The Gospel of Mary is found in the Berlin Gnostic Codex (or Papyrus Berolinensis 8502, as this ancient collection of Gnostic texts is labeled for archival reasons). This very important and well-preserved codex was apparently discovered in the late-nineteenth century somewhere near Akhmim in upper Egypt. It was purchased in 1896 by a German scholar, Dr. Carl Reinhardt, in Cairo and then taken to Berlin.
The book (or "codex", as these ancient books are called) was probably copied and bound in the late fourth or early fifth century. It contains Coptic translations of three very important early Christian Gnostic texts: the Gospel of Mary, the Apocryphon of John, and the Sophia of Jesus Christ. The texts themselves date to the second century and were originally authored in Greek. (In academic writing over the last century, this codex is variably and confusingly referenced by scholars as the "Berlin Gnostic Codex", the "Akhmim Codex", PB 8502, and BG 8502).
Despite the importance of the discovery of this ancient collection of Gnostic scriptures, several misfortunes including two world wars delayed its publication until 1955. By then the large Nag Hammadi collection of ancient Gnostic writings had also been recovered. It was found that copies of two of the texts in this codex -- the Apocryphon of John, and the Sophia of Jesus Christ -- had also been preserved in the Nag Hammadi collection. The texts from the Berlin Gnostic Codex were used to aid and augment translations of the Apocryphon of John and the Sophia of Jesus Christ as they now are published in Nag Hammadi Library.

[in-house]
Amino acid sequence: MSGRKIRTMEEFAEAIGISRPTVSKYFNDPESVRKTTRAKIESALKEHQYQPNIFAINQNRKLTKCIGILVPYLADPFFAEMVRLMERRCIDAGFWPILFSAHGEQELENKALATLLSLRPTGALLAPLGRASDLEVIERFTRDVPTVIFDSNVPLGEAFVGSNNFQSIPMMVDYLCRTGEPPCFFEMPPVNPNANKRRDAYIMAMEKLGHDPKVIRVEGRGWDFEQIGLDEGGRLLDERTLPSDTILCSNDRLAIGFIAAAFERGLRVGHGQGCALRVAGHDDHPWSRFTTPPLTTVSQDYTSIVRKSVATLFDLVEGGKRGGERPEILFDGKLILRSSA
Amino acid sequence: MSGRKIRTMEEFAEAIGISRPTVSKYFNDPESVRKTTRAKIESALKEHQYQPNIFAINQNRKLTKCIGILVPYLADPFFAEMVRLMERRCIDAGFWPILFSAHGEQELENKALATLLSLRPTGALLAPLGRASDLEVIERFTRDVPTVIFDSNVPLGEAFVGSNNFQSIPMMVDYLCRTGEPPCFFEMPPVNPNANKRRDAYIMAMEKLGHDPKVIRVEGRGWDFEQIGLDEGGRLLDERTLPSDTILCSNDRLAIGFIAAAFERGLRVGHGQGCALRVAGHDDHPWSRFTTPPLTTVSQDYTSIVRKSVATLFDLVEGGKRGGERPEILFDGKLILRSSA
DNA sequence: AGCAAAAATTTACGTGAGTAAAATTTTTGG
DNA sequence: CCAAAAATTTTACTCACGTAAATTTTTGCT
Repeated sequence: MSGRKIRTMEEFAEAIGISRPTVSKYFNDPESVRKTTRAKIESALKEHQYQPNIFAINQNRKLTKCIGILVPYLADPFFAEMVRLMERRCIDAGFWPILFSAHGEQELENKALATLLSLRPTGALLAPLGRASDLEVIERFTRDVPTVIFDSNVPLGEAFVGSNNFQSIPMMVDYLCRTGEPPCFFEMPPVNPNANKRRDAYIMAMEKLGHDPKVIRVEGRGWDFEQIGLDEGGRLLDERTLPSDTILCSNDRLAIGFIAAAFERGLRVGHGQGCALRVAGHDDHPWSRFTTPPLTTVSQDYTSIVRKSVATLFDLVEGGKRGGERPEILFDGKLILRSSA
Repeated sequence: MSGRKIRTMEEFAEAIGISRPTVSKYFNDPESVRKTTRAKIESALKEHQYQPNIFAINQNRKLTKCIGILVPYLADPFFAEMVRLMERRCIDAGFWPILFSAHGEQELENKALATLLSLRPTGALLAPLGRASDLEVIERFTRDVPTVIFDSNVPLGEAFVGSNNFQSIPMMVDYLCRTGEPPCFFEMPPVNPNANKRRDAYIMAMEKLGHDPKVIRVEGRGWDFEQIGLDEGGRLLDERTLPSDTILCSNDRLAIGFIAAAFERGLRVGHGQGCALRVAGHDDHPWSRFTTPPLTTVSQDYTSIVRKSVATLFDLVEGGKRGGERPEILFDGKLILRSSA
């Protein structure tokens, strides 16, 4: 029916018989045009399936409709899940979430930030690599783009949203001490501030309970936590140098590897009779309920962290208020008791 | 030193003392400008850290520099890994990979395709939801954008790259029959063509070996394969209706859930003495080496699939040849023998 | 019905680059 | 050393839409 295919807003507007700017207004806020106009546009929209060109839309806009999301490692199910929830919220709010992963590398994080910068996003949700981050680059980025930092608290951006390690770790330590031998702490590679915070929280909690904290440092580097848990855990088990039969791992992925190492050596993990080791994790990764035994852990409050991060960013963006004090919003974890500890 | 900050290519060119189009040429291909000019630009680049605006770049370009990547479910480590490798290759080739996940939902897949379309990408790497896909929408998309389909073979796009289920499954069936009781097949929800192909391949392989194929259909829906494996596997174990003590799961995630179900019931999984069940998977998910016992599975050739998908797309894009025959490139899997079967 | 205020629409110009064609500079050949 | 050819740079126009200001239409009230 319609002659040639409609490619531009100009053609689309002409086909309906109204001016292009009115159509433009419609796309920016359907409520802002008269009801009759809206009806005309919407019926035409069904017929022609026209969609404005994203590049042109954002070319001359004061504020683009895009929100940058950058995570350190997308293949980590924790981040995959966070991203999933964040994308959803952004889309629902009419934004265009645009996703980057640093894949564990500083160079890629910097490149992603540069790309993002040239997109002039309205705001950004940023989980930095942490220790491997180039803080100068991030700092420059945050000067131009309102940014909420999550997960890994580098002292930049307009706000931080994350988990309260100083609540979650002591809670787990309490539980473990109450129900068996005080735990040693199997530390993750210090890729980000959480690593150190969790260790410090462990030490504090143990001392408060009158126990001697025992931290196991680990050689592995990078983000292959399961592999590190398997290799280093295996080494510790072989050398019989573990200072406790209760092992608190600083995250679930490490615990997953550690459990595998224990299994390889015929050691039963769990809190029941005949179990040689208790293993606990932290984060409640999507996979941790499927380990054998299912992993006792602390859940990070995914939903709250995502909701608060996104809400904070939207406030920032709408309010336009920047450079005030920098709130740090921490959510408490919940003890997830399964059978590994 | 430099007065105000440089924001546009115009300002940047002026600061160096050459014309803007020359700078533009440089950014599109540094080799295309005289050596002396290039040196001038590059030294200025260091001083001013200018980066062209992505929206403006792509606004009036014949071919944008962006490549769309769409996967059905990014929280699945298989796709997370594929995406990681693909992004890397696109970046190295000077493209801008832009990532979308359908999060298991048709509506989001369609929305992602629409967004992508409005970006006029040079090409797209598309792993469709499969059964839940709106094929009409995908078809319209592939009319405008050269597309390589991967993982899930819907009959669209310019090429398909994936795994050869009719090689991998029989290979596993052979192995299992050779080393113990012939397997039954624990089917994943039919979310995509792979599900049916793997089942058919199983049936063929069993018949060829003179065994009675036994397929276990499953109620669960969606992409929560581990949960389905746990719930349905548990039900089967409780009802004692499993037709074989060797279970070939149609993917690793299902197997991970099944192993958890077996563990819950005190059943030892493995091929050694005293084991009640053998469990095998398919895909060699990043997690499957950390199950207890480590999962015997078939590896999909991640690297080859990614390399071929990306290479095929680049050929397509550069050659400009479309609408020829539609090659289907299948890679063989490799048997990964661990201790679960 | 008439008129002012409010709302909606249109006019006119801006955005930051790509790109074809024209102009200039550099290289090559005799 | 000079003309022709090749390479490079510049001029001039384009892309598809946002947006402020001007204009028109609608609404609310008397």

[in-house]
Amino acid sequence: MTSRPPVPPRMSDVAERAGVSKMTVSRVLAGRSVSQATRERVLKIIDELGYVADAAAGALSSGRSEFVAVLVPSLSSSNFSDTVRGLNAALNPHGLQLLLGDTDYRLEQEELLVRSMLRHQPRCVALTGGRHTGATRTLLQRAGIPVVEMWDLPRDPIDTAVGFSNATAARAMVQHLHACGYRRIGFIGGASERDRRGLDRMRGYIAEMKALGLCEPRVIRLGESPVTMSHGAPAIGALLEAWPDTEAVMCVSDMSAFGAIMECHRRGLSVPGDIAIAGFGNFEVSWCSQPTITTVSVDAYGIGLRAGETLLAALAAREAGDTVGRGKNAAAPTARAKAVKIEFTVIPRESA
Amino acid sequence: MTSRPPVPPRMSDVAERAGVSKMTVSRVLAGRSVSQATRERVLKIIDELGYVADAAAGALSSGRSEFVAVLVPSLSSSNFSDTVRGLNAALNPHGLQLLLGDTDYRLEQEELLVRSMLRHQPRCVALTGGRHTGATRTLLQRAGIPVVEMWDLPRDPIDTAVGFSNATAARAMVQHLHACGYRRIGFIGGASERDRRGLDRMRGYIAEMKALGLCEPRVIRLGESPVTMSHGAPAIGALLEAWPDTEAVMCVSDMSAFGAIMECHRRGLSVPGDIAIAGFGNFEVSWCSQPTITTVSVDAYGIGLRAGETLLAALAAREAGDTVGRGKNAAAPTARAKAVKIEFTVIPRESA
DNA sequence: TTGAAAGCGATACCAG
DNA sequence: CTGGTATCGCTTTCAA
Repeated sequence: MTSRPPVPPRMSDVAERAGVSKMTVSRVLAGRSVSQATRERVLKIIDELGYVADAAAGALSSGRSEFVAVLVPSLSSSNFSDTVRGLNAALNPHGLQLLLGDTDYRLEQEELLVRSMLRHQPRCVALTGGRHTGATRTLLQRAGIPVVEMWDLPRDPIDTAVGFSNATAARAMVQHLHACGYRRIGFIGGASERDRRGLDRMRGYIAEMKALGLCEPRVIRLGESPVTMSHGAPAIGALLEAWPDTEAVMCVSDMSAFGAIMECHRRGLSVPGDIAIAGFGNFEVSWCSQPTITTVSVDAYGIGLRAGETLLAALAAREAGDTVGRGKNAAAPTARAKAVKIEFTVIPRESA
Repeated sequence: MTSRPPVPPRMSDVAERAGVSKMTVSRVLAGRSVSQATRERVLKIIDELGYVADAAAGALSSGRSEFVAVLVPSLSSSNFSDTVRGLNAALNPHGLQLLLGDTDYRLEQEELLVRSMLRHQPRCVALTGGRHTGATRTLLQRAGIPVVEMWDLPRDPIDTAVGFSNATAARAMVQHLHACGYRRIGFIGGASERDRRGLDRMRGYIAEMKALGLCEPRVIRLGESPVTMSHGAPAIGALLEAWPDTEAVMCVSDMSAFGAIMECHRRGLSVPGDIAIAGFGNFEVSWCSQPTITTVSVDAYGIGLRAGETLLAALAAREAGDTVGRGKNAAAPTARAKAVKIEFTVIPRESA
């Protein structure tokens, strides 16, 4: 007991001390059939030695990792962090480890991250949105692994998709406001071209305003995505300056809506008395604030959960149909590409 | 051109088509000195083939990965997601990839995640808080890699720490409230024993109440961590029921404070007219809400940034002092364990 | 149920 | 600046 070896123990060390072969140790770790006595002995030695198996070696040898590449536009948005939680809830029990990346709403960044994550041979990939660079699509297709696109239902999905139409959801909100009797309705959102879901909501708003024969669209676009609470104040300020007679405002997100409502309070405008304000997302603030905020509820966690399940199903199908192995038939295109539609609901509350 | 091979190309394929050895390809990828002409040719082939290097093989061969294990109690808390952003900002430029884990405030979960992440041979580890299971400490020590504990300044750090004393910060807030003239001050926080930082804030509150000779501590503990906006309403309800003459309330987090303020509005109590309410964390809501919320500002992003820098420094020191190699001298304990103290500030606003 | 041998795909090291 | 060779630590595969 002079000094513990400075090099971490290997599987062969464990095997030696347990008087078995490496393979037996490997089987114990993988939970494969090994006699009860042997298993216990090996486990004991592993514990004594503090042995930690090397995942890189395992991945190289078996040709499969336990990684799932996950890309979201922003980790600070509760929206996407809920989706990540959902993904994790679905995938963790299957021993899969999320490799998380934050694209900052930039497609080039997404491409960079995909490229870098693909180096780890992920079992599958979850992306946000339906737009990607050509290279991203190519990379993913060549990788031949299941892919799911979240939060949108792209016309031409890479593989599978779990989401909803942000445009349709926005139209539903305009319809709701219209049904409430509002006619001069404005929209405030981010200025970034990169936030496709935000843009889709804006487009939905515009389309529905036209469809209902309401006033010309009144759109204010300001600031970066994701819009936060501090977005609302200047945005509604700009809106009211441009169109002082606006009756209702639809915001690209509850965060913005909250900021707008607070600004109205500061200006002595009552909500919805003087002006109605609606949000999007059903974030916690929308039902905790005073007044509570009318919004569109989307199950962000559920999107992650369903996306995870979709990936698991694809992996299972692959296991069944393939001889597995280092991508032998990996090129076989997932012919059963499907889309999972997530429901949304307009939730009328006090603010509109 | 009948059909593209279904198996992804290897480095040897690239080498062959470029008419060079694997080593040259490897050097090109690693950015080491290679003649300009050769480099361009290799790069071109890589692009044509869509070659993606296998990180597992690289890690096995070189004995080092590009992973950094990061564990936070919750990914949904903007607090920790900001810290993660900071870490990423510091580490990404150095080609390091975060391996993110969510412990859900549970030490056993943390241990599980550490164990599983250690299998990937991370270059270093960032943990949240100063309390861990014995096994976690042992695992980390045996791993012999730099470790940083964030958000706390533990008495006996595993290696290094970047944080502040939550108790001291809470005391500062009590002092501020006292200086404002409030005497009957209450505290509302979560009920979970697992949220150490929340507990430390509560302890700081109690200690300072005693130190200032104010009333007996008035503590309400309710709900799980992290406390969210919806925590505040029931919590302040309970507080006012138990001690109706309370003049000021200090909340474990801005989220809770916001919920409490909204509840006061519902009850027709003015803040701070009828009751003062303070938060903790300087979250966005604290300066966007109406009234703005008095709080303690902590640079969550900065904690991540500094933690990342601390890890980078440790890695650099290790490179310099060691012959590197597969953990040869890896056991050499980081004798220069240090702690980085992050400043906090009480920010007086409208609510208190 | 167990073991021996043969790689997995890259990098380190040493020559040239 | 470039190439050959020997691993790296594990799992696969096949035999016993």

But more importantly, the codex preserves the most complete surviving fragment of the Gospel of Mary (as the text is named in the manuscript, though it is clear this named Mary is the person we call Mary of Magdala). Two other small fragments of the Gospel of Mary from separate Greek editions were later unearthed in archaeological excavations at Oxyrhynchus in lower Egypt. (Fragments of the Gospel of Thomas were also found at this ancient site; see the Oxyrhynchus and Gospel of Thomas page for more information about Oxyrhynchus.) Finding three fragments of a text of this antiquity is extremely unusual, and it is thus evidenced that the Gospel of Mary was well distributed in early Christian times and existed in both an original Greek and a Coptic language translation.
Unfortunately the surviving manuscript of the Gospel of Mary is missing pages 1 to 6 and pages 11 to 14 -- pages that included sections of the text up to chapter 4, and portions of chapter 5 to 8. The extant text of the Gospel of Mary, as found in the Berlin Gnostic Codex, is presented below. The manuscript text begins on page 7, in the middle of a passage.